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The Business Matrix: Monday 14 February 2011
When Barclays kicks off the banks’ reporting season on Tuesday, Bob Diamond’s bonus – expected to top £9m – will attract as much attention as the annual profits. The investment banking business, which accounts for about 60 per cent of profits, is believed to have had a tough time at the end of last year, and the City expects group profits of about £5bn.
The Hovis-to-Mr Kipling firm Premier Foods is expected to reveal a 2 per cent fall in full-year profits to £202m on Tuesday as the food manufacturer battles intense competition and rising costs in the grocery market. The company recently sold some of its best-known brands in an attempt to drive down its debt mountain, which had ballooned to £1.4bn.
The chocolatier Thorntons is likely to reveal how much December’s snow wiped off its profits at its half-year results on Wednesday. The retailer has also been battling rising commodity costs, with cocoa, butter and sugar prices soaring in the past year. It put up some prices in November but has generally looked to take costs out of the business by changing pack sizes and products to allow it to hold price tags.
Rentokil Initial, the pest-control-toparcels firm, is expected to reveal December’s weather hit its City Link delivery business when it posts annual results on Friday. Analysts at Deutsche expect revenues at the royal ratcatcher to slip to about £2.5bn last year. Rising prices are also expected to limit the firm’s scope for improving profits with more cost cuts.
Ladbroke’s chief executive Richard Glynn is expected to spell out his long-term strategy when the bookmaker posts full-year results on Thursday. The City will also be looking for an update on its plans to buy the online gambling firm 888 Holdings. Both companies have confirmed talks are taking place, with Ladbrokes believed to have offered £240m for 888.
Fidessa, whose software supports trading systems at clients such as Bank of America, is expected to post profits at the top end of City expectations on Monday, despite warnings about economic conditions. Panmure Gordon’s George O’Connor is estimating its revenues for 2010 will total £266.9m, compared with £238.5m the year before, with profits at £42m.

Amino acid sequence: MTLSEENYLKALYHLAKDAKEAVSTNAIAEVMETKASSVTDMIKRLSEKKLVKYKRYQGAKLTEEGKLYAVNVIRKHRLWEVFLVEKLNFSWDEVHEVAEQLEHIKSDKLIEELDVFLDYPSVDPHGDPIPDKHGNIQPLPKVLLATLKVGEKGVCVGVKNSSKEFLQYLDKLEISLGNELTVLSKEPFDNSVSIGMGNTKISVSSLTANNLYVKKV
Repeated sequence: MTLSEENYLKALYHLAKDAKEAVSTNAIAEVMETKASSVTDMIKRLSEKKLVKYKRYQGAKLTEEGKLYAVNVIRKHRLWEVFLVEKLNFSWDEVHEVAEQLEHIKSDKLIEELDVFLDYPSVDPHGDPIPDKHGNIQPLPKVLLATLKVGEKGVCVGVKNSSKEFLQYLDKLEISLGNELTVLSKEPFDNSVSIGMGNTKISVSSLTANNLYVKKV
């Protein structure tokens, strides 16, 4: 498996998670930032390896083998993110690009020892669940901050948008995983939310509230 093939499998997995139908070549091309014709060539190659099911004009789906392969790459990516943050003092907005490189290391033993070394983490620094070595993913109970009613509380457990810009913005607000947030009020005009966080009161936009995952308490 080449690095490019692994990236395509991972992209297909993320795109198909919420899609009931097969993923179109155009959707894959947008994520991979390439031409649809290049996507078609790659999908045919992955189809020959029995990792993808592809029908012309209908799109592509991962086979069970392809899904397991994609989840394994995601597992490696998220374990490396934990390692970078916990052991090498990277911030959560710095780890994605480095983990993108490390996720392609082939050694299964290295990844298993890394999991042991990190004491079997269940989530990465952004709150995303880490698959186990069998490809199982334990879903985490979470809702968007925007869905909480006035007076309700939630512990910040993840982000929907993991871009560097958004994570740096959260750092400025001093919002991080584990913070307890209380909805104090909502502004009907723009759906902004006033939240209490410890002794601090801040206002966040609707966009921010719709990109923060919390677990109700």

Solar sector mulls legal challenge
Solar power companies are considering a legal challenge against government plans to review the “feed-in tariff” scheme set up last year to boost investment in green energy schemes. After months of uncertainty, last week’s announcement of a fast-track review by Energy Secretary Chris Huhne has created “pandemonium”, critics claim, leaving all but the smallest domestic project “impossible to finance” and costing Britain’s stuttering economy anything up to 18,000 new jobs.
Farmgen deal for anaerobic power
Farmgen has signed a £30m deal with Kirk Environmental to build the anaerobic digestion (AD) plants the green power group is planning. Farmgen was set by Spice founder Simon Rigby with his £22m private equity windfall from the sale of the FTSE 250-listed group. The AD specialist’s first facility is nearing completion, and the group has a five-year deal with Marks and Spencer to buy the energy produced.
Regional boost follows cold snap
Business activity in England recovered strongly in January after the December snowfall, says Lloyds Banking Group’s regional purchasing managers’ index. Output and work levels picked up in all nine areas of England last month, with the South West topping the regional growth table published this morning, followed by Yorkshire & Humber. Employment levels were also up, though the bank added that rising raw material inflation was causing some businesses problems.
Business outlook is getting gloomier
Business confidence in the services sector, which makes up 55 per cent of the economy, slipped further in January, says an index from BDO. Sentiment took a hit from high inflation, weak earnings growth and erosion of real disposable incomes, pushing the measure of growth expectations two quarters ahead down to 92, from 94.8 in December. It’s the second month below the crucial 95 mark that signifies growth.
easyJet trials nanotech skin
easyJet is trialling US military nanotechnology aimed at improving fuel efficiency. Eight of the budget airline’s jets will have an ultra-thin polymer coating, cutting drag by stopping dirt and debris sticking to the paint. The skin adds only four ounces in weight but could cut fuel consumption by up to 2 per cent.
Britain must stop wasting its rubbish
The CBI is launching a campaign for Government action on waste policy today, as part of an initiative aimed at helping the country meet its climate change targets and improve energy security. With 300 UK landfill sites set to close in the next 10 years, the UK needs 2,000 new waste management facilities, at a cost of £10bn.
Transparency could cut deficits
Businesses could cut millions off pension requirements by giving trustees a clear view of their financial strength, says a PWC survey. More transparency could even see some trustees “conclude there’s no longer a deficit”.
China to scrutinise foreign takeovers
The Chinese government is setting up a panel to review foreign acquisitions. The body will scrutinise takeovers in defence, agricultural, energy and natural resources, as well key infrastructure and transport networks.
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